A post-it hangs on my monitor, “water,” is all it says. I know you worry I don’t drink enough. A deep sigh sinks me into my chair before I push back from the table. The water in Los Angeles tastes like somewhere else, heavy, earthy and tired. Sometimes my mouth tastes the way your mouth tastes and I think it must be the water. We drink from the tap in the bathroom. It’s closer than the kitchen and we get back to bed faster. I put a glass under the running faucet, and I check my phone without a reason to.
Two weeks ago, the phone rang at 4:43 am and I was frightened that I had lost something irreplaceable. I couldn’t understand and I couldn’t speak and my hands clamored in the dark for the tea left from the night before and I drank the bitters to pull me back from the dead, to pull us all back from the edge. I was dehydrated and my body wasn’t strong enough to know the words to say when he told me he was talking to God.
After I hung up the phone, I prayed to the same entity I had refused to believe he was speaking to. I needed water and hope. I crawled from my bed into my shower and I left my mouth open like swallowing rain. In the steam and scald, I counted my blessings. These legs that work, this home I call my own, a family built on strength and trust, and enough credit to fly across the country to save someone’s life. It’s only when we’re brought to our knees that we are reminded of our ability to stand. In the shower, I drank gratitude like water, only when I was so thirsty I would die without it.
Later, a nervous check-in over the phone was peppered with “at least this…” and “thank god that…” We were qualifying what a good life it was, while I researched medications and theories.
“Just stay healthy. We don’t need to worry about you, too,” my mom said. I took a small post-it pad and wrote “water” on it. I didn’t like water, but people said drinking more of it helped you stay healthy. I wanted to be able to help, and 3000 miles away, this was all I could do. I put the post-it on the corner of my screen.
I wrapped myself up in you that night, letting your hands work out the demons nesting in my back. I felt safe and cared for and full. And I thought about the phone calls with my best friends and my parents that day. There was no posting, there was no texting or tweeting, there were only the deep connections and heavy leans and I felt more than gratified, I felt more than noticed and pretty and funny and cool, I felt grateful. You offered me a glass of water. I said I wasn’t thirsty, and you said I shouldn’t wait for thirst.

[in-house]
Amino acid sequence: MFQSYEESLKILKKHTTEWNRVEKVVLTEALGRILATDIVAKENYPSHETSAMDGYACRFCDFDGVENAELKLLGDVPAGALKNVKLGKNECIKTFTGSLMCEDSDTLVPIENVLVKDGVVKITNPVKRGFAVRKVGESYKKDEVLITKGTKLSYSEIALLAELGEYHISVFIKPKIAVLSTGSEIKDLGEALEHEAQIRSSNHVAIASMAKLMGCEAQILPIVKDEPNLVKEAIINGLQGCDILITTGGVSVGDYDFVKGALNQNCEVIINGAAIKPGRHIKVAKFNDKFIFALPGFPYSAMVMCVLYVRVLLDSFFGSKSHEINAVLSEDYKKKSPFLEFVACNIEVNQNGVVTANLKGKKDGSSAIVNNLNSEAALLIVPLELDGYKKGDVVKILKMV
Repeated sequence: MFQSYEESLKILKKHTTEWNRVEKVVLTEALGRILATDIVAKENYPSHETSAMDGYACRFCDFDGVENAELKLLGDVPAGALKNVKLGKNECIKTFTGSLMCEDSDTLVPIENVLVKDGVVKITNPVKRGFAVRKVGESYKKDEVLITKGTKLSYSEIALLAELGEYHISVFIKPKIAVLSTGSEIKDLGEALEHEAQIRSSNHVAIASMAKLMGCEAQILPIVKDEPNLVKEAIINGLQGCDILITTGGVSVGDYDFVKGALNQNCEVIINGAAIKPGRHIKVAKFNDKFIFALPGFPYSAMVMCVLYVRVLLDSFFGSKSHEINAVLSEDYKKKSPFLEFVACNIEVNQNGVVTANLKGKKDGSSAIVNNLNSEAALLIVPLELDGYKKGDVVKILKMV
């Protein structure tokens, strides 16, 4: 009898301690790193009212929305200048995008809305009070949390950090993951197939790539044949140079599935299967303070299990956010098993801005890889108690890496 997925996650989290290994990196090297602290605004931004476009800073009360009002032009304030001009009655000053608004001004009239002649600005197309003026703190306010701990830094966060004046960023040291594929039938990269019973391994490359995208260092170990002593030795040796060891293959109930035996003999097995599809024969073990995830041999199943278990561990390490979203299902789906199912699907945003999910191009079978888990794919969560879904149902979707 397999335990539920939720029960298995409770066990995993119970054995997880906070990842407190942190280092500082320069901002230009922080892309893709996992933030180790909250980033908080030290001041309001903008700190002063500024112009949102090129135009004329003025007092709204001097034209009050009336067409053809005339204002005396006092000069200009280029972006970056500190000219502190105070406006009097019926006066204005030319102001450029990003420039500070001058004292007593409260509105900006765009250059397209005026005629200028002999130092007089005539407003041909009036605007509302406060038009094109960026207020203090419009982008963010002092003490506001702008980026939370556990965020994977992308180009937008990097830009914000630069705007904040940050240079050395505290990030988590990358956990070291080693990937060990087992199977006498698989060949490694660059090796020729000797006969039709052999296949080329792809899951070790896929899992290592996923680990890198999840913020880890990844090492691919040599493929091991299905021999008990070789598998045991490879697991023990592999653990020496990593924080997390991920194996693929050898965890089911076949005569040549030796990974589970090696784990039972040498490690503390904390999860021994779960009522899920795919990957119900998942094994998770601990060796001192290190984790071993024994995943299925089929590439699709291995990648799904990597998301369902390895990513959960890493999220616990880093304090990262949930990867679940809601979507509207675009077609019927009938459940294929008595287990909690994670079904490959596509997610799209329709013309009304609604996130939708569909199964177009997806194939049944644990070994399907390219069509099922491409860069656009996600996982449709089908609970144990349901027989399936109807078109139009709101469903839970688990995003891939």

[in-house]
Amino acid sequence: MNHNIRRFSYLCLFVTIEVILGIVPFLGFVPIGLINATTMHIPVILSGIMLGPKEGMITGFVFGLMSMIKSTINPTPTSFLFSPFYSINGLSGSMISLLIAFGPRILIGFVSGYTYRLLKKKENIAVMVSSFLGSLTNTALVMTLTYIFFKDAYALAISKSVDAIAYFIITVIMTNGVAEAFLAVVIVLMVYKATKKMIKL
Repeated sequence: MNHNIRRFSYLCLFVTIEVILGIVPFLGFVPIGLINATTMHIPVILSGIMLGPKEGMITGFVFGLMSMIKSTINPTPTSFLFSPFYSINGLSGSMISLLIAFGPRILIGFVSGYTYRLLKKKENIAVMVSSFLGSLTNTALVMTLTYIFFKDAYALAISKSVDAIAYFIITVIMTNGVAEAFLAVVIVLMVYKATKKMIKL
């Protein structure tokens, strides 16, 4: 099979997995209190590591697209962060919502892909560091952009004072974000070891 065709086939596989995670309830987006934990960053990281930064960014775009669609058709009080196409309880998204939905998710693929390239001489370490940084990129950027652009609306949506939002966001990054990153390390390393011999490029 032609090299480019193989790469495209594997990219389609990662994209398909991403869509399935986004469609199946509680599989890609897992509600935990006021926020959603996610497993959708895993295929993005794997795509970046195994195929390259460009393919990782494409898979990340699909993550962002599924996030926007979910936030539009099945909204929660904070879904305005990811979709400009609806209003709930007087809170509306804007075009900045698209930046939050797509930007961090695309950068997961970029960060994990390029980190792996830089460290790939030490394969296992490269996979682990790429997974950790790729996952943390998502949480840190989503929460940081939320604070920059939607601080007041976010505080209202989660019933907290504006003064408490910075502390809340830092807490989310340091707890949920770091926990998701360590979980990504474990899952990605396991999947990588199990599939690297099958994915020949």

Every day we drink the liquors of Likes and Retweets, snorting lines of texts, looking for that hit, that instant gratification. We are gratified, but we are not grateful. And we drink the hair of the dog rather than the water because we want it easy and fast and right now. We are empty and worried and dehydrated. Acceptance, forgiveness, gratitude, they taste like nothing. They incite nothing but the very slow build of a better life. And I found myself waiting until I was thirsty to feel these things, waiting until life shook me painfully to stabilize myself.
I don’t check back over and over after I call my best friend because she answers when I need her to. I don’t count the replies to the listserv because we all know we don’t have to; we love each other. And I don’t refresh you after you say I love you because I can feel that you mean it in the way you press your fingers into my back, crushing the tension that fear built.
I take the full glass to my lips and I can feel the water as it moves down my throat and into my body. I imagine the effects are instantaneous, that my skin is clearer and my eyes wider. I arch my back and stretch, letting the water trickle into my bones. I get stronger and brighter and better, feeling hydrated and happy.
I worry about my family, but I take a sip and feel grateful that they’re strong. I worry about the stress of work, but I take a sip and feel grateful I have work at all. I worry that you’ll grow tired of me, but I take a sip and feel grateful that you haven’t yet. And I know you worry I don’t drink enough water, but I’m not waiting until I am thirsty anymore and worry is just a dirty word for hope.